The first step in applying the income capitalization approach is to determine the market rent. In order to properly develop the market rent, sufficient market evidence must be found of the amount that a willing lessee would pay a willing lessor to occupy the space. A search of sources usually available to appraisers (such as CoStar, NNNEx.com, or similar services) will quickly reveal many leases. When these leases are scrutinized, however, it will be apparent that almost every one is a lease to the original tenant based on a rate that was driven by that tenant's custom-construction specifications. As such these lease rents have little in common with the rent a second-generation tenant would be willing to pay for the space. Evidence of this is both obvious and available.
For example, when the fast-food franchise Roy Rogers Restaurants closed, many of its stores went to other fast-food franchises or to local restaurants. However, the buyers stripped the restaurants to their shells, removing all evidence of the prior user, and then rebuilt the restaurants to their own prototypical specifications. The buyers clearly did not want-nor were they willing to pay for-the sometimes expensive custom features of the original construction. So, it quickly becomes apparent that what may look like a substantial pool of potential leases that might be used as comparables in an estimate of market rent for the subject is really of no use whatsoever in determining how much a second-generation tenant would be willing to pay in rent for these custom-built properties.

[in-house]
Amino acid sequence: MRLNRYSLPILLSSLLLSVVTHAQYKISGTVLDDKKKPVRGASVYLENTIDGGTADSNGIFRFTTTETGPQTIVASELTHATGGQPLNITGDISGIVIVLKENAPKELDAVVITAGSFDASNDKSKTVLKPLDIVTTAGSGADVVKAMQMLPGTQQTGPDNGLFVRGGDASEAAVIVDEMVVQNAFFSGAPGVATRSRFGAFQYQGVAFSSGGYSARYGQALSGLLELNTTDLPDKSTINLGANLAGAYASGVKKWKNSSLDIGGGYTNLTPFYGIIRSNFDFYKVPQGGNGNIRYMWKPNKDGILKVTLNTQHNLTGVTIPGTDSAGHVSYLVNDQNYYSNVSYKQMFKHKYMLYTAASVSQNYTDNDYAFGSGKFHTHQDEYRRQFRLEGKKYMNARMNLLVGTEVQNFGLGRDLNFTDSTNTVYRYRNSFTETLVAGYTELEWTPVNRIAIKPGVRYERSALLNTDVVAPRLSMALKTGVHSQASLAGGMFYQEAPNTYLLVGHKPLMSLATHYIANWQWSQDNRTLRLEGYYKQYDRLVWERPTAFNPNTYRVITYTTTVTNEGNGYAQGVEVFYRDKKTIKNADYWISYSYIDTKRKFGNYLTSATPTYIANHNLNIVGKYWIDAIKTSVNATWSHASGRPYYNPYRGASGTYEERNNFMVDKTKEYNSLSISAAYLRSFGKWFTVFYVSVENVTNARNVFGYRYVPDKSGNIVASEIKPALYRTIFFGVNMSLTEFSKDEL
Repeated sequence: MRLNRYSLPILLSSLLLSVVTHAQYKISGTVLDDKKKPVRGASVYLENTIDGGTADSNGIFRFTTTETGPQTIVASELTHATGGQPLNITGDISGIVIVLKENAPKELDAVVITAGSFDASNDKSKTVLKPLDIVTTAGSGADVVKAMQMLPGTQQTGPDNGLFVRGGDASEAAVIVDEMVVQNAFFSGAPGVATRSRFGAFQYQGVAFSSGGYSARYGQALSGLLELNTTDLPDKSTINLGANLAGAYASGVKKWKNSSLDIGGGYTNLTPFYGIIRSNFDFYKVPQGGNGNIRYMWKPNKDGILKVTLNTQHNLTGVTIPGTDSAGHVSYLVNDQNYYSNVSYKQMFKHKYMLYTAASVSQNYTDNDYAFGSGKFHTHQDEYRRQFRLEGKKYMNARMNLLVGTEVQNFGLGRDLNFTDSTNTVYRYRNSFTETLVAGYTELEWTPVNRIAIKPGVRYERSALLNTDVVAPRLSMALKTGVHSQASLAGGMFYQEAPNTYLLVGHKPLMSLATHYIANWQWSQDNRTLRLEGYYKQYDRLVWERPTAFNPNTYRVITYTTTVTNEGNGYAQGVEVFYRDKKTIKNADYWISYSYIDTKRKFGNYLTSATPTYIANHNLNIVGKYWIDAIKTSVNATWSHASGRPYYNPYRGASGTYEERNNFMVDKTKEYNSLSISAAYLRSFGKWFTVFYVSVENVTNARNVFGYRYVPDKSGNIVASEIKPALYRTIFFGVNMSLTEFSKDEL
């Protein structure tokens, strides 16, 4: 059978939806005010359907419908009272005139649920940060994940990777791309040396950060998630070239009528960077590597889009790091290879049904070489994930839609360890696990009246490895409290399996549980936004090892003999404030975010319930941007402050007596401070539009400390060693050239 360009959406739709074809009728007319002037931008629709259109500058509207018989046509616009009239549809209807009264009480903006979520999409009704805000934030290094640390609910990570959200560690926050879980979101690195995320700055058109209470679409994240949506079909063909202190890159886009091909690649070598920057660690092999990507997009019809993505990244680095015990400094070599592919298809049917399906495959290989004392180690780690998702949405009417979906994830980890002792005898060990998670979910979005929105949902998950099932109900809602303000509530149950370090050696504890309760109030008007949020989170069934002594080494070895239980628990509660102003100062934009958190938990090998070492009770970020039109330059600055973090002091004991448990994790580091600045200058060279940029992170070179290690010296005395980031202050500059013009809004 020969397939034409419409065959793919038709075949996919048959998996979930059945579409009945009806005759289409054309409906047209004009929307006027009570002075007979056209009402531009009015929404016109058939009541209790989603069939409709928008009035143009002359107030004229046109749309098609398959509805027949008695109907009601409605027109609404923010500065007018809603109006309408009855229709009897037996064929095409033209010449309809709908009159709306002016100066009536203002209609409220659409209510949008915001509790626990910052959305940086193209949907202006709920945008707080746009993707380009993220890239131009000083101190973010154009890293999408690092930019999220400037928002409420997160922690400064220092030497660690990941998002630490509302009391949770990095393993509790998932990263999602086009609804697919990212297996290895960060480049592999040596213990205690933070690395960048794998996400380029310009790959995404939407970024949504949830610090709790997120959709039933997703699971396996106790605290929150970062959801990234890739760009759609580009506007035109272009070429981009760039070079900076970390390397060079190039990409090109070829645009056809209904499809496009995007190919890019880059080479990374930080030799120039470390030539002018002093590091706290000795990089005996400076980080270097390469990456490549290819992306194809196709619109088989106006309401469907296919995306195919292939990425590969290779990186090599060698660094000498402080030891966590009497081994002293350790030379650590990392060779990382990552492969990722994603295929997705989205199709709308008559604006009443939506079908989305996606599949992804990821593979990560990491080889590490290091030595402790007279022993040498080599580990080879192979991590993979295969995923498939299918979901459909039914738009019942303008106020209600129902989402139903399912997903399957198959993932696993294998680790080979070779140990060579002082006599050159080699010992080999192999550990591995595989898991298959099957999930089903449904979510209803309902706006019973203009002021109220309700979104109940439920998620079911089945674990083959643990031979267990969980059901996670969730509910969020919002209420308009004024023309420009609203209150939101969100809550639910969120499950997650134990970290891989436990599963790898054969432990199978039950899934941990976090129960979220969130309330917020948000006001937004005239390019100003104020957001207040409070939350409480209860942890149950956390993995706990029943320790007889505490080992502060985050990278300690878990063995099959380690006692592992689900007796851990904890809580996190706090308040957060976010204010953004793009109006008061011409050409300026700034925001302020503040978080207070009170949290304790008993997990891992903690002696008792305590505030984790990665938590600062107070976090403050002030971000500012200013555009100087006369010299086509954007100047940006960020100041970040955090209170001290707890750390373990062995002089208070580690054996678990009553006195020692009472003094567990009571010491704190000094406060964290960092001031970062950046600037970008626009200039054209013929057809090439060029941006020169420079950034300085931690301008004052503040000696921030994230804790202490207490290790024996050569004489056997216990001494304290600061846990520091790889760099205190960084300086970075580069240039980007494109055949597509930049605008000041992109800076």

Alternatively, an appraiser might develop a market rental rate using percentage rent, a typical retail lease mechanism. Percentage rent is expressed as a certain percentage of the typical sales for the type of tenant best suited to the particular real estate. An indication of market rent can be developed if the appropriate percentage can be found, from a review of actual leases or from a secondary source such as Dollars and Cents of Shopping Centers, and the typical sales can be similarly established.